Labour has nothing to gain from concessions to UKIP

By Paul Roberts

There is no significant electoral threat to Labour from UKIP. The real danger arises from adaption to its politics.

The balance of support of Britain’s political parties, confirmed by opinion polls and actual voting, including last week’s Wythenshawe and Sale East by-election, indicates Labour remains on course to become the largest party at next year’s general election. This is being achieved on the back of divisions on the right between the Tories and UKIP plus disgust at Lib Dem acquiescence with the Tories.

UKIP’s growth is a serious strengthening of the hard right and its racist agenda needs to be resolutely fought.

At the same time, because UKIP is advancing by dividing the right, this poses a big electoral threat to the Tories, but not to Labour. Labour’s challenge is to solidify a coalition of support which knits in large numbers of former Lib Dem voters who reject the backing Lib Dem MPs give to Tory policies. That is best aided by Labour attacking the entire UKIP agenda.

The split in the right also gives Labour breathing space to pursue a more radical agenda. It does not have to bend to the Tories’ spending plans for the next parliament. It could campaign for measures that would halt and reverse the fall in living standards. Setting the agenda by a modest energy price cap and talking about the cost of living crisis has been to Labour’s benefit. Reactionary rhetoric on cuts, social security and immigration erodes Labour’s support.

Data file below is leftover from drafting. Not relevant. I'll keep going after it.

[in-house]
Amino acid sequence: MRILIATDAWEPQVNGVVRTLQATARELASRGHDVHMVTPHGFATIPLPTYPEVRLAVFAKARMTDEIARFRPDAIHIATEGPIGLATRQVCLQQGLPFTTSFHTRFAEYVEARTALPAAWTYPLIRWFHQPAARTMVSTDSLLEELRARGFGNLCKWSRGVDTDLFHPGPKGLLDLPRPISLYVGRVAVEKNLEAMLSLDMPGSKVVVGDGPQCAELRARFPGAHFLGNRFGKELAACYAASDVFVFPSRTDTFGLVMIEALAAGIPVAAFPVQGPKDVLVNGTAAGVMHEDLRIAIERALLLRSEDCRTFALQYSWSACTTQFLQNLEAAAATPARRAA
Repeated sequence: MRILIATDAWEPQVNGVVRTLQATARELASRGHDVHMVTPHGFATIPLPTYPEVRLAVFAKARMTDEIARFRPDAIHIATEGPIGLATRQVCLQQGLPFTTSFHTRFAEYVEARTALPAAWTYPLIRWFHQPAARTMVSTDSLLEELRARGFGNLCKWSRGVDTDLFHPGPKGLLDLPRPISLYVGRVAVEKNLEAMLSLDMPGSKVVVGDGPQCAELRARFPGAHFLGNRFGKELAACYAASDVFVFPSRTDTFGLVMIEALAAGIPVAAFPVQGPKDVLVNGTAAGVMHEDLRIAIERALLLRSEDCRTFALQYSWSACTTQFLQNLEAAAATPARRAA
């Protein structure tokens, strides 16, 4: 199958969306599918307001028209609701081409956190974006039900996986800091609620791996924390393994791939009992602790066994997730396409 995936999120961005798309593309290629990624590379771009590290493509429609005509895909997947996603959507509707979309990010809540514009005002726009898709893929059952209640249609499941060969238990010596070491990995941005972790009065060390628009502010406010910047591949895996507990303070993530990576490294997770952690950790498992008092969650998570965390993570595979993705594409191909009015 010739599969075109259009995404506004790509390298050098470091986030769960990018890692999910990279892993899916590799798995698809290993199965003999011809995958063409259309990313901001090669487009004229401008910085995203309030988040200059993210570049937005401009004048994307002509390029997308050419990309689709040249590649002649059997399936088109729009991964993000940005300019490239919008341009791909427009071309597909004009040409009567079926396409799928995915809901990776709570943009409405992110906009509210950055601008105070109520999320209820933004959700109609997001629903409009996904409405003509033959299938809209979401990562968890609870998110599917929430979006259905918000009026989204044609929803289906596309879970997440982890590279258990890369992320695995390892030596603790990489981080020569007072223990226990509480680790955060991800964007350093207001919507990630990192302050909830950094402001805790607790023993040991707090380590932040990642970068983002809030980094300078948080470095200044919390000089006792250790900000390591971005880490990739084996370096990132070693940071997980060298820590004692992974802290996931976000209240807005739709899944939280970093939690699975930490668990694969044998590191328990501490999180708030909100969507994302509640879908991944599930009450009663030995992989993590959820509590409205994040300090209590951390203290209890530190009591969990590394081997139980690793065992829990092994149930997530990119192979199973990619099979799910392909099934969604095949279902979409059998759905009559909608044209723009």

2015 election

Although Labour support is only in the high 30 per cents, because of the unpopularity of the Tories Labour looks set to become Parliament’s largest party in May 2015, possibly with an overall majority.

The Tory Party is continuing its long-term decline, the current stage of which is the radicalisation and division on its right, with UKIP winning over part of its former support. There should be no complacency on the left about this problem for the Tories; the overwhelming dynamic within British politics is a shift to the right. Significant sections of the population are reacting to Tory austerity policy by turning against migrants and the poor instead of against capital and the banks responsible for declining living standards.

At present the Tory crisis is strengthening the racist right to a far greater degree than the smaller radicalisation on the left that stands for progressive alternatives to austerity.